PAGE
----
To investigate whether impaired CK2 activity affected kinetics other than the lag time between caspase-8 activation and Bid cleavage, we investigated parameters that can be obtained from individual cells by using the IETD FRET probe (Fig. 3A) (Hellwig et al., 2008): (i) the time from stimulus addition to caspase-8 activation, entailing the processes from death ligands binding to their receptors until caspase-8 activation; (ii) the time from caspase-8 activation until mitochondrial engagement; (iii) the amount of cleaved substrate at the time of mitochondrial engagement, which can serve to measure the decision threshold for subsequent apoptosis execution; and (iv) the short post-MOMP delay after which cleavage rates of the IETD substrate strongly increase owing to activation of effector caspase-3 and -7. We quantified these parameters in the absence or presence of CK2 inhibition (Fig. 3B-E). In addition to the pharmacological inhibition of CK2 by DRB, we also overexpressed a kinase-inactive mutant of the CK2α subunit (CK2α K68M), which competitively interferes with the functioning of endogenous CK2 (Vilk et al., 1999).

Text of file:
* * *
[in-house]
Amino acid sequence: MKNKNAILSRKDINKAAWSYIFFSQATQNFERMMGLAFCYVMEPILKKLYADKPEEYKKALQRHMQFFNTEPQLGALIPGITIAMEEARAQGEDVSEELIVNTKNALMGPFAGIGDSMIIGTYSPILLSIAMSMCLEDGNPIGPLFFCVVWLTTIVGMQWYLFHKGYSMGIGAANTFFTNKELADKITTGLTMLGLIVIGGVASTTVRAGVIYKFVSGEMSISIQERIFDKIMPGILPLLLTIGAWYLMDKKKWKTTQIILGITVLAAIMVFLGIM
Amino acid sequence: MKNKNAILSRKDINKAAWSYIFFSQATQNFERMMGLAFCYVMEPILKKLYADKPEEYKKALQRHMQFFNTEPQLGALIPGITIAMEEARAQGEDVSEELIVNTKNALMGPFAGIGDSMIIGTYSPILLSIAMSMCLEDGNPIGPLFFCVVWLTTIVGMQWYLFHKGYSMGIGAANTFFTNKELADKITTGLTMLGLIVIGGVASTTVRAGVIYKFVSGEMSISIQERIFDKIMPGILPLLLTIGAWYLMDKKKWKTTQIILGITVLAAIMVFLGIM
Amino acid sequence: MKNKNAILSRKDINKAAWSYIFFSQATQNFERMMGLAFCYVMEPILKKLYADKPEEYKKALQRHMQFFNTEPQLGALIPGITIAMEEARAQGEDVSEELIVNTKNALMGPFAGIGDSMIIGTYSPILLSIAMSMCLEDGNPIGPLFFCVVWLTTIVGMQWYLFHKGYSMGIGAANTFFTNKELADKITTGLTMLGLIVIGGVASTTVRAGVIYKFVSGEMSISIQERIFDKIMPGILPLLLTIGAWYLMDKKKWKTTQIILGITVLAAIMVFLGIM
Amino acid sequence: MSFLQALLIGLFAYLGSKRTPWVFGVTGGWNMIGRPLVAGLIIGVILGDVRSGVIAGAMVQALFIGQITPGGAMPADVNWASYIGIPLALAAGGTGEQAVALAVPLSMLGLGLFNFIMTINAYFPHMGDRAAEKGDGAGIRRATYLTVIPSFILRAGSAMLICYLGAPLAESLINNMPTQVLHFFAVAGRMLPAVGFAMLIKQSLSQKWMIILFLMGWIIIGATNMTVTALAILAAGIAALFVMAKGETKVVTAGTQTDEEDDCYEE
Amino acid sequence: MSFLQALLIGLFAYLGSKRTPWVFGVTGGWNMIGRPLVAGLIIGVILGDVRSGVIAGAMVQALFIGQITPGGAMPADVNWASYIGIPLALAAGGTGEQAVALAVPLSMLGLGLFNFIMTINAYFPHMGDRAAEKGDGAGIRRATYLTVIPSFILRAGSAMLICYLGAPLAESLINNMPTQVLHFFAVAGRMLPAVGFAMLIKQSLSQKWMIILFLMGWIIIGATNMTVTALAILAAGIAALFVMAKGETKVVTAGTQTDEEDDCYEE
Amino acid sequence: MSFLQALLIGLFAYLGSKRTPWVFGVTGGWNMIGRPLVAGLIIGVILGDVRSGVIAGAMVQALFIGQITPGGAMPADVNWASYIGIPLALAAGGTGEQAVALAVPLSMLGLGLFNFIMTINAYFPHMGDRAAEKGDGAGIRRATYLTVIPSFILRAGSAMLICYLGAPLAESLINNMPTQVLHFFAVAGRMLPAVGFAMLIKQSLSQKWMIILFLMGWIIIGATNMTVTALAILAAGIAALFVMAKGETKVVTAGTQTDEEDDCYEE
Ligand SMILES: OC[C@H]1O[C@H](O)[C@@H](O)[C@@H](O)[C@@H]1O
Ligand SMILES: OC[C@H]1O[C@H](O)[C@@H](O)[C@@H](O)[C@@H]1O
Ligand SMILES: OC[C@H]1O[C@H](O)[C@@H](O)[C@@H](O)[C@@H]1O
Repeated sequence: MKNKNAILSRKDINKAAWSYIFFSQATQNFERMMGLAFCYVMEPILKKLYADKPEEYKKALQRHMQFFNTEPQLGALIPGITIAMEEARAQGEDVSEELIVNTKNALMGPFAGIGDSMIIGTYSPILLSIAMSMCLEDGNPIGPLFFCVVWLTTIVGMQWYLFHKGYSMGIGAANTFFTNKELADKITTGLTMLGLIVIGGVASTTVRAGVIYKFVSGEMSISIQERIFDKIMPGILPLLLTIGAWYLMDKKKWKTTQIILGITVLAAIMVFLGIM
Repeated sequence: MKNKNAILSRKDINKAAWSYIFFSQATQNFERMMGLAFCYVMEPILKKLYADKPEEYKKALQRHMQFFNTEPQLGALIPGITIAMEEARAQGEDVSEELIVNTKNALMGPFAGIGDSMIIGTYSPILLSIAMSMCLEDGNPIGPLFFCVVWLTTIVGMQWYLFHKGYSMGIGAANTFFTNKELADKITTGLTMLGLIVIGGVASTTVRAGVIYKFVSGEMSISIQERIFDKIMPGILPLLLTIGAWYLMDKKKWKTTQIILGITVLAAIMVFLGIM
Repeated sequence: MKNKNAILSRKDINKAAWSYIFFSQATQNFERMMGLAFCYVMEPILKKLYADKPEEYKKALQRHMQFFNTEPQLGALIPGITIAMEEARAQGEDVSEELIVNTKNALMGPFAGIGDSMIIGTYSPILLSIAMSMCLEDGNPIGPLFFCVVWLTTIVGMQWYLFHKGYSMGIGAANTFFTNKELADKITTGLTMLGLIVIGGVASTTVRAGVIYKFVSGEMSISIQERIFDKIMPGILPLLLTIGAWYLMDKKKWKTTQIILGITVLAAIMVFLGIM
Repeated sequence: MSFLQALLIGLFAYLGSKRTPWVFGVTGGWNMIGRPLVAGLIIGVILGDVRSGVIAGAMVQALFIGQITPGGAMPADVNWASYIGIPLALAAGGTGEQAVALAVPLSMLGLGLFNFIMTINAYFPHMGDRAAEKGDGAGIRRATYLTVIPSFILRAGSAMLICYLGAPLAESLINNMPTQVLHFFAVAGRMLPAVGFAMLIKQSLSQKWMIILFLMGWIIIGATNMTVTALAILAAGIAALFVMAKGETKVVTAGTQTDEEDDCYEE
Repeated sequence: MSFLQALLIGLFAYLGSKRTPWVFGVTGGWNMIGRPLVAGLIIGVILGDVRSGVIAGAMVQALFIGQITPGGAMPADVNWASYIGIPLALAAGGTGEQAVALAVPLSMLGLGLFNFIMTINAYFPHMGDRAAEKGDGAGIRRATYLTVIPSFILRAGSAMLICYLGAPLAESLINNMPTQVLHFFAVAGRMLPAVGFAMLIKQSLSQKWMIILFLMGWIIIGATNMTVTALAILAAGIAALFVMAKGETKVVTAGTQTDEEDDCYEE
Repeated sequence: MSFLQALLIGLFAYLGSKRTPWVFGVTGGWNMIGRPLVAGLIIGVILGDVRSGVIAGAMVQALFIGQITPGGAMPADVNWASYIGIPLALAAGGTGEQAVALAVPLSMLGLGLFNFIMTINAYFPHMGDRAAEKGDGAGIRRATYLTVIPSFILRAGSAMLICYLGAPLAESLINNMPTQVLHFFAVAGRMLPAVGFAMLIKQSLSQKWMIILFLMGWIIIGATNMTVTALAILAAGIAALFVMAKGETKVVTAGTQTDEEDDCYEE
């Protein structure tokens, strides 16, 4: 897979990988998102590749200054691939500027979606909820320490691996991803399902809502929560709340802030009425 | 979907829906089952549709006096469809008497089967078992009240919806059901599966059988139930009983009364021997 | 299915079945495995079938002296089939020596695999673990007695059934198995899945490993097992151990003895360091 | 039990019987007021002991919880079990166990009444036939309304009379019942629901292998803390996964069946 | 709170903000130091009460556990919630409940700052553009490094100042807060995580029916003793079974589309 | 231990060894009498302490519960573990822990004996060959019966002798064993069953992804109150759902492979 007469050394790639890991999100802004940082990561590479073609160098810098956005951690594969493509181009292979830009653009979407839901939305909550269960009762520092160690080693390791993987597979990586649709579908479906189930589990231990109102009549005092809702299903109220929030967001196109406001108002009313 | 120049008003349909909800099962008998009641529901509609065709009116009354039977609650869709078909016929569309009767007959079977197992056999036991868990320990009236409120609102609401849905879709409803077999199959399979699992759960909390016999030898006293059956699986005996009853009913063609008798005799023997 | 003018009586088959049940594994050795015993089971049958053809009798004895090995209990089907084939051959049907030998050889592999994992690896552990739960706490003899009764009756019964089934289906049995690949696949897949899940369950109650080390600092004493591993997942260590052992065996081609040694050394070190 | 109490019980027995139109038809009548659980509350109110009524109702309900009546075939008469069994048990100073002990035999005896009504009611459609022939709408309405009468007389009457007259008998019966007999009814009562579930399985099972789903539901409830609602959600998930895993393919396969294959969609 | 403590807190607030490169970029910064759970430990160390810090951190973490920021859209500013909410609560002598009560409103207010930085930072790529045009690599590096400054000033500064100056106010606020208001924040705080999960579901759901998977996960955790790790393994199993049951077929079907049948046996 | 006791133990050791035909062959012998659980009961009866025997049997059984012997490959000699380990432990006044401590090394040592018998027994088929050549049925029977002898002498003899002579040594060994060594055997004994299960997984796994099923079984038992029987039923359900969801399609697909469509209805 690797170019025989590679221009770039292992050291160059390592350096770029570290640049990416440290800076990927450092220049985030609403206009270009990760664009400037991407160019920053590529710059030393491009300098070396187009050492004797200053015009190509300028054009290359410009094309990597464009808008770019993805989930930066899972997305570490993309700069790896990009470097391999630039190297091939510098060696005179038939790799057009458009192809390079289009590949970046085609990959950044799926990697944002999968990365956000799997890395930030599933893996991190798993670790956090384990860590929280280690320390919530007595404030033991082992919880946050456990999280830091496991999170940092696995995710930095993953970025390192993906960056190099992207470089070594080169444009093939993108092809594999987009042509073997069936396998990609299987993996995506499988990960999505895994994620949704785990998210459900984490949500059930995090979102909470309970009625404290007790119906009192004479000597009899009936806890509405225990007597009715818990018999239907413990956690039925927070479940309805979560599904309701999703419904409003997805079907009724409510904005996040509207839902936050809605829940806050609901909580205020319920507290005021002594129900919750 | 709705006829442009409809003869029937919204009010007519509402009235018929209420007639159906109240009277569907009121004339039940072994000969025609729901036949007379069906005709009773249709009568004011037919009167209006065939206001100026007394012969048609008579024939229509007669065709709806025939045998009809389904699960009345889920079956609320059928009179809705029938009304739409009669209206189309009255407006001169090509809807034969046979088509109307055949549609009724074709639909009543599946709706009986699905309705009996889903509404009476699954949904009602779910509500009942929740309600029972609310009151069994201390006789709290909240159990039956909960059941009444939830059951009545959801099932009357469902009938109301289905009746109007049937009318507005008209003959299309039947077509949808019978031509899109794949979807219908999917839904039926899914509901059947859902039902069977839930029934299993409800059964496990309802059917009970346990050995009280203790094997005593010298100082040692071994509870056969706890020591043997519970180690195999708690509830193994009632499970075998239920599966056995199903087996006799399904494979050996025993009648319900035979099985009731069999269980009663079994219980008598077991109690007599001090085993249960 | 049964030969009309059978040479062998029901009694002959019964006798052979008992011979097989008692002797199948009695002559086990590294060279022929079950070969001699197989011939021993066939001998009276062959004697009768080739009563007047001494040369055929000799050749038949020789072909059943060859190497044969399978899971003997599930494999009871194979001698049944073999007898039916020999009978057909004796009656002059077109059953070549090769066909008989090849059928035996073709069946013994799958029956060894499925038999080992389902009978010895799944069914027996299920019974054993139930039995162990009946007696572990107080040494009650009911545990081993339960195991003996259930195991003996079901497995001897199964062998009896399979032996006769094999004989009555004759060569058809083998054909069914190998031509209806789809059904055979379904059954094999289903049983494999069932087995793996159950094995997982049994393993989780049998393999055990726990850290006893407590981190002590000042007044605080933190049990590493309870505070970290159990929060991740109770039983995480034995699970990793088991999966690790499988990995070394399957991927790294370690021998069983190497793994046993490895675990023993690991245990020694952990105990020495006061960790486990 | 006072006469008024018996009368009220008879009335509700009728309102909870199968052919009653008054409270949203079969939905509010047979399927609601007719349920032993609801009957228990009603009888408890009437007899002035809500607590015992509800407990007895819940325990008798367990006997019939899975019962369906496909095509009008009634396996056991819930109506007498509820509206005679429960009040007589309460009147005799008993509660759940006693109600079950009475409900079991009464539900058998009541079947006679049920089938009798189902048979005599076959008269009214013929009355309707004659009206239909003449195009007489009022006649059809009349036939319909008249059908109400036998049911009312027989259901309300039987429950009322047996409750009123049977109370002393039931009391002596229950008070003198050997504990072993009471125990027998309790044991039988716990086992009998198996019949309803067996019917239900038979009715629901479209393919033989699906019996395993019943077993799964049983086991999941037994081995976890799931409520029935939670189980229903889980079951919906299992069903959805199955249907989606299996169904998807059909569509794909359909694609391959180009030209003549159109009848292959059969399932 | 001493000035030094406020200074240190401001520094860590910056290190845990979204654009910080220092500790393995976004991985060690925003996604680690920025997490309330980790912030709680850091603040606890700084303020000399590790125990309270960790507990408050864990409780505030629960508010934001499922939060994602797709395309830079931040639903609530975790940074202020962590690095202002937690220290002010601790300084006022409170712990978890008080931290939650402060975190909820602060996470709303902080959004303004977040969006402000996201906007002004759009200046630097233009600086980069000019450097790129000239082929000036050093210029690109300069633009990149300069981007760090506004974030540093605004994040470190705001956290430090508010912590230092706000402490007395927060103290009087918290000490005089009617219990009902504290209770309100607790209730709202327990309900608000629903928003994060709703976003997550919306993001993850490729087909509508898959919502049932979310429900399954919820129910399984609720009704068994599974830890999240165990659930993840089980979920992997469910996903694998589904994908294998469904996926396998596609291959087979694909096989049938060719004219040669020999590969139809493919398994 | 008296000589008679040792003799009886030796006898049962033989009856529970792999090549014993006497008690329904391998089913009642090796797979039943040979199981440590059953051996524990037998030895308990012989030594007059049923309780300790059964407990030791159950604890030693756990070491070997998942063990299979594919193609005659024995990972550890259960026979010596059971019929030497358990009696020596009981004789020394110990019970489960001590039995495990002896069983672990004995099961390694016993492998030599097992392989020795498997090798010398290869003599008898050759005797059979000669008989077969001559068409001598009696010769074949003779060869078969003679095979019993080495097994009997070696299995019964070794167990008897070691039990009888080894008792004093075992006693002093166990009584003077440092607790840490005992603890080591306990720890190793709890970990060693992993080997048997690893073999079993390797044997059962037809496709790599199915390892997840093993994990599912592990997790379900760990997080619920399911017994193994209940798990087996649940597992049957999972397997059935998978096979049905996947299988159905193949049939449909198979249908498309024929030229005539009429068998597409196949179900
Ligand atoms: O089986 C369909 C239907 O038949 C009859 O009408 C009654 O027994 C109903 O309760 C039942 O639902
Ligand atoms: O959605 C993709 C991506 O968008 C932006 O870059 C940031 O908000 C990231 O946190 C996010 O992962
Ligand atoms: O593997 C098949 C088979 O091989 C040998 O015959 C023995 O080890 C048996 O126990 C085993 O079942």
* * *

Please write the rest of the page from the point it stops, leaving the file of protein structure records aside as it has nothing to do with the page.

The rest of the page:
The lag time between TRAIL addition and onset of cleavage of the IETD FRET probe did not differ between the three groups (Fig. 3B), suggesting that the upstream signalling from ligand binding to caspase-8 activation was not affected by CK2 inhibition. As expected, we again noticed that the lag time between caspase-8 activation and mitochondrial engagement was completely abrogated upon DRB pretreatment, i.e. the onset of IETD-substrate cleavage coincided with mitochondrial engagement (Fig. 3C). Overexpression of CK2α K68M similarly reduced the lag time between caspase-8 activation and mitochondrial depolarisation (Fig. 3C). The time of mitochondrial engagement coincided with cleavage of approximately 10% of the IETD FRET substrate in control HeLa cells, whereas DRB treatment or CK2α-K68M overexpression abolished or reduced the amount of substrate cleaved at the time of mitochondrial engagement (Fig. 3D). Efficient effector-caspase activation, as indicated by a significant increase in the FRET-substrate cleavage rate, was detected within approximately 2-4 minutes following mitochondrial engagement, independent of whether CK2 was inhibited or not (Fig. 3E). Similar results were obtained in MCF-7 breast cancer cells treated with TRAIL and CHX in the presence or absence of DRB (n=9 or 15 cells analysed, respectively; not shown), or when inducing apoptosis in HeLa cells with TNFα and CHX (Fig. 3F). Furthermore, additional control experiments indicated that CK2 inhibition did not affect the activity of caspase-8 (supplementary material Fig. S2E). Overexpression of exogenous CK2α did not significantly alter the signalling kinetics (seven cells from n=3 experiments; not shown), suggesting that the activity of the native holoenzyme is not limited by availability of the α-subunit in HeLa cells. Taken together, these results indicate that CK2 activity does not affect either the time required for caspase-8 activation or the signalling kinetics subsequent to mitochondrial engagement. Instead, these data further suggest that CK2 activity is required to provide cells with transient tolerance to caspase-8 activity.